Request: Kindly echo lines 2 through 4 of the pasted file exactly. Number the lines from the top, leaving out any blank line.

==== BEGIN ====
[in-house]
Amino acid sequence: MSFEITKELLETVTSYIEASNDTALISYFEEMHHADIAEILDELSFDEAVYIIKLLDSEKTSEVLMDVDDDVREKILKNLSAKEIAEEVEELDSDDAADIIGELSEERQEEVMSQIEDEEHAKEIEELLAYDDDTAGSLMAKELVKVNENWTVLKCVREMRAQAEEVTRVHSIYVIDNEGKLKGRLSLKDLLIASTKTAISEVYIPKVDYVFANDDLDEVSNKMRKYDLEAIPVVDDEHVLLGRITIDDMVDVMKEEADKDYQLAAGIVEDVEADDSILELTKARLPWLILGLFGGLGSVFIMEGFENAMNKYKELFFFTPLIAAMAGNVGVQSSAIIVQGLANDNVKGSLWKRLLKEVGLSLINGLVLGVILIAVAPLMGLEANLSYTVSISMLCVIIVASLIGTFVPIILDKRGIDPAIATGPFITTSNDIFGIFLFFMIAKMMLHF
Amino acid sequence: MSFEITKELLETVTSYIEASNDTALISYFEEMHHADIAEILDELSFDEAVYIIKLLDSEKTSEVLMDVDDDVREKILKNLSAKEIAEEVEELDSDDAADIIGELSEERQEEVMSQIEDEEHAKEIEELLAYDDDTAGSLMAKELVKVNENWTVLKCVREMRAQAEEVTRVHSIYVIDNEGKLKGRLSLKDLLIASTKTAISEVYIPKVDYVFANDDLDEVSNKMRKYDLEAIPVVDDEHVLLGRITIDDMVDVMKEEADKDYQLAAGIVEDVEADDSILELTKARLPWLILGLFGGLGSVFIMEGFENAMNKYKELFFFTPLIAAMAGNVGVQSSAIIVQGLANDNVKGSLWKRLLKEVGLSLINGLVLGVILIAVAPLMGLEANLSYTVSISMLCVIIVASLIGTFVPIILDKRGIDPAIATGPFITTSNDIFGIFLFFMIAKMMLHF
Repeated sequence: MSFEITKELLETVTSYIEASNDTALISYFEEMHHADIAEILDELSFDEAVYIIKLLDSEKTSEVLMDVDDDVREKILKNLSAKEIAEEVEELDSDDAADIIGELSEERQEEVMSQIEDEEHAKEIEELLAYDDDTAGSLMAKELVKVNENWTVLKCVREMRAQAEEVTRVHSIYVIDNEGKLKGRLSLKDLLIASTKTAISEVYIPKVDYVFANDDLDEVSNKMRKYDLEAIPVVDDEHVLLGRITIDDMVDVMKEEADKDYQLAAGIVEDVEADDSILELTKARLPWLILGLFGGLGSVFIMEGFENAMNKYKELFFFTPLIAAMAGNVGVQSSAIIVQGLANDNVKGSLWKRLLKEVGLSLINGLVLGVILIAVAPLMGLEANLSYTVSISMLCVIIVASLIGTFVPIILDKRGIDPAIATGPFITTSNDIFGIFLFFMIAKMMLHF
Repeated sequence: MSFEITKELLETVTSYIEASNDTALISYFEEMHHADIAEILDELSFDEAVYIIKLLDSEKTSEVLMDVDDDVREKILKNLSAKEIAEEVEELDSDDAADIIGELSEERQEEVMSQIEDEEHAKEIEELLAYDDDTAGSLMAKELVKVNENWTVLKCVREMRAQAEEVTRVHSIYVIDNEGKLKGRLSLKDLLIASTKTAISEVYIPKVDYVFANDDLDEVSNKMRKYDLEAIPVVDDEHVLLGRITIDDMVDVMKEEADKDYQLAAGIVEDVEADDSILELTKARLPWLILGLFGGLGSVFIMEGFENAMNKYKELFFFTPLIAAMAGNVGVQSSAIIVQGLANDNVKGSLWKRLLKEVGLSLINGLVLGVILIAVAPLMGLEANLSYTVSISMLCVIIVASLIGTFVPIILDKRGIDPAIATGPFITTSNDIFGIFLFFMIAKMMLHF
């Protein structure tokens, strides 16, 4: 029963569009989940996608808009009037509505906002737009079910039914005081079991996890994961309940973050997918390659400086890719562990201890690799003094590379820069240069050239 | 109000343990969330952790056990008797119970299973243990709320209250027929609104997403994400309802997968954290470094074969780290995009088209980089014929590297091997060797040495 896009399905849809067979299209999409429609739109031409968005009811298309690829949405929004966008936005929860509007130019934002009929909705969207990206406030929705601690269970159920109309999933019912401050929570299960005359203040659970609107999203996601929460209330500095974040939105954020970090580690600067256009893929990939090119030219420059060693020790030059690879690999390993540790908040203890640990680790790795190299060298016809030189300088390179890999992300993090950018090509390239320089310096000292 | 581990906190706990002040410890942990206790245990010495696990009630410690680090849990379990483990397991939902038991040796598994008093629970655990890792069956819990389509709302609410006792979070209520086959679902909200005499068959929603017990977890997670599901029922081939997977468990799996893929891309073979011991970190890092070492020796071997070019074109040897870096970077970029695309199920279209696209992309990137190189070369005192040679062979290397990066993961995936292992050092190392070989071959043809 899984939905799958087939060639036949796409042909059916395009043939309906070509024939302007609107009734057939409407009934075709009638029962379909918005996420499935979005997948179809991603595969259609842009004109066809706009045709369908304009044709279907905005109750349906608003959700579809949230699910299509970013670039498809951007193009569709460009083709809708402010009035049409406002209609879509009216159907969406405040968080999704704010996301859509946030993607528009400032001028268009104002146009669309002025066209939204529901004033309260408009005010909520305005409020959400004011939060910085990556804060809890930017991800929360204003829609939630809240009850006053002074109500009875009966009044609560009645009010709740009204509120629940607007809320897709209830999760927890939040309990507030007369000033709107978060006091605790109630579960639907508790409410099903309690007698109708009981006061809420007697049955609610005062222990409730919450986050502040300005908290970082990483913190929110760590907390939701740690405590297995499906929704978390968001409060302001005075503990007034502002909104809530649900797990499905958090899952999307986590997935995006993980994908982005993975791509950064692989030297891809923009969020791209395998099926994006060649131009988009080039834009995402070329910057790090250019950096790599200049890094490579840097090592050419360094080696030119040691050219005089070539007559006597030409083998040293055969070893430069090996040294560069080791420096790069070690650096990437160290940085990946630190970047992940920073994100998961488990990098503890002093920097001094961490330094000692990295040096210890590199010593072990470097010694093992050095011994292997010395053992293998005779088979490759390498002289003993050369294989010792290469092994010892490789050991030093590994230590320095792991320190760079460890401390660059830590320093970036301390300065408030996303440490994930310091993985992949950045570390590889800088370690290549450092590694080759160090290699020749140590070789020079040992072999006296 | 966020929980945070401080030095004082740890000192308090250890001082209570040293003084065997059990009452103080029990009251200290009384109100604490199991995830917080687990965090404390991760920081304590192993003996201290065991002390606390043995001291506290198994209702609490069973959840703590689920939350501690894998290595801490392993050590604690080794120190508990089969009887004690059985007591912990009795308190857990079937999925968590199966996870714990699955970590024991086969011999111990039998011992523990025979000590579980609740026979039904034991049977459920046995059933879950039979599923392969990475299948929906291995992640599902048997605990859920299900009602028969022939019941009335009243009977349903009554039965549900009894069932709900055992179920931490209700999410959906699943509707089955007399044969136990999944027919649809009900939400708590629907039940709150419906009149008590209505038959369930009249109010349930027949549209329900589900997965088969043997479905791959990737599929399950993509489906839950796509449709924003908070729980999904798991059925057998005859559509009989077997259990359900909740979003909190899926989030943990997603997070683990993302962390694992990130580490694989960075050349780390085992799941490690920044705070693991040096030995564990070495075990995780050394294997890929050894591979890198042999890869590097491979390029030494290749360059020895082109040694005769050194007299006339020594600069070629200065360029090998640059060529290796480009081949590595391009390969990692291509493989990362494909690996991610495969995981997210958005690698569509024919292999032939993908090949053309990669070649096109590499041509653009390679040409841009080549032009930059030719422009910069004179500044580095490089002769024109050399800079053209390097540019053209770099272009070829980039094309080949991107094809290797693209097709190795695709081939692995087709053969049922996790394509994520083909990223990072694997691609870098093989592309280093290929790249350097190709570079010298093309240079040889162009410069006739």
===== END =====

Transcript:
Amino acid sequence: MSFEITKELLETVTSYIEASNDTALISYFEEMHHADIAEILDELSFDEAVYIIKLLDSEKTSEVLMDVDDDVREKILKNLSAKEIAEEVEELDSDDAADIIGELSEERQEEVMSQIEDEEHAKEIEELLAYDDDTAGSLMAKELVKVNENWTVLKCVREMRAQAEEVTRVHSIYVIDNEGKLKGRLSLKDLLIASTKTAISEVYIPKVDYVFANDDLDEVSNKMRKYDLEAIPVVDDEHVLLGRITIDDMVDVMKEEADKDYQLAAGIVEDVEADDSILELTKARLPWLILGLFGGLGSVFIMEGFENAMNKYKELFFFTPLIAAMAGNVGVQSSAIIVQGLANDNVKGSLWKRLLKEVGLSLINGLVLGVILIAVAPLMGLEANLSYTVSISMLCVIIVASLIGTFVPIILDKRGIDPAIATGPFITTSNDIFGIFLFFMIAKMMLHF
Amino acid sequence: MSFEITKELLETVTSYIEASNDTALISYFEEMHHADIAEILDELSFDEAVYIIKLLDSEKTSEVLMDVDDDVREKILKNLSAKEIAEEVEELDSDDAADIIGELSEERQEEVMSQIEDEEHAKEIEELLAYDDDTAGSLMAKELVKVNENWTVLKCVREMRAQAEEVTRVHSIYVIDNEGKLKGRLSLKDLLIASTKTAISEVYIPKVDYVFANDDLDEVSNKMRKYDLEAIPVVDDEHVLLGRITIDDMVDVMKEEADKDYQLAAGIVEDVEADDSILELTKARLPWLILGLFGGLGSVFIMEGFENAMNKYKELFFFTPLIAAMAGNVGVQSSAIIVQGLANDNVKGSLWKRLLKEVGLSLINGLVLGVILIAVAPLMGLEANLSYTVSISMLCVIIVASLIGTFVPIILDKRGIDPAIATGPFITTSNDIFGIFLFFMIAKMMLHF
Repeated sequence: MSFEITKELLETVTSYIEASNDTALISYFEEMHHADIAEILDELSFDEAVYIIKLLDSEKTSEVLMDVDDDVREKILKNLSAKEIAEEVEELDSDDAADIIGELSEERQEEVMSQIEDEEHAKEIEELLAYDDDTAGSLMAKELVKVNENWTVLKCVREMRAQAEEVTRVHSIYVIDNEGKLKGRLSLKDLLIASTKTAISEVYIPKVDYVFANDDLDEVSNKMRKYDLEAIPVVDDEHVLLGRITIDDMVDVMKEEADKDYQLAAGIVEDVEADDSILELTKARLPWLILGLFGGLGSVFIMEGFENAMNKYKELFFFTPLIAAMAGNVGVQSSAIIVQGLANDNVKGSLWKRLLKEVGLSLINGLVLGVILIAVAPLMGLEANLSYTVSISMLCVIIVASLIGTFVPIILDKRGIDPAIATGPFITTSNDIFGIFLFFMIAKMMLHF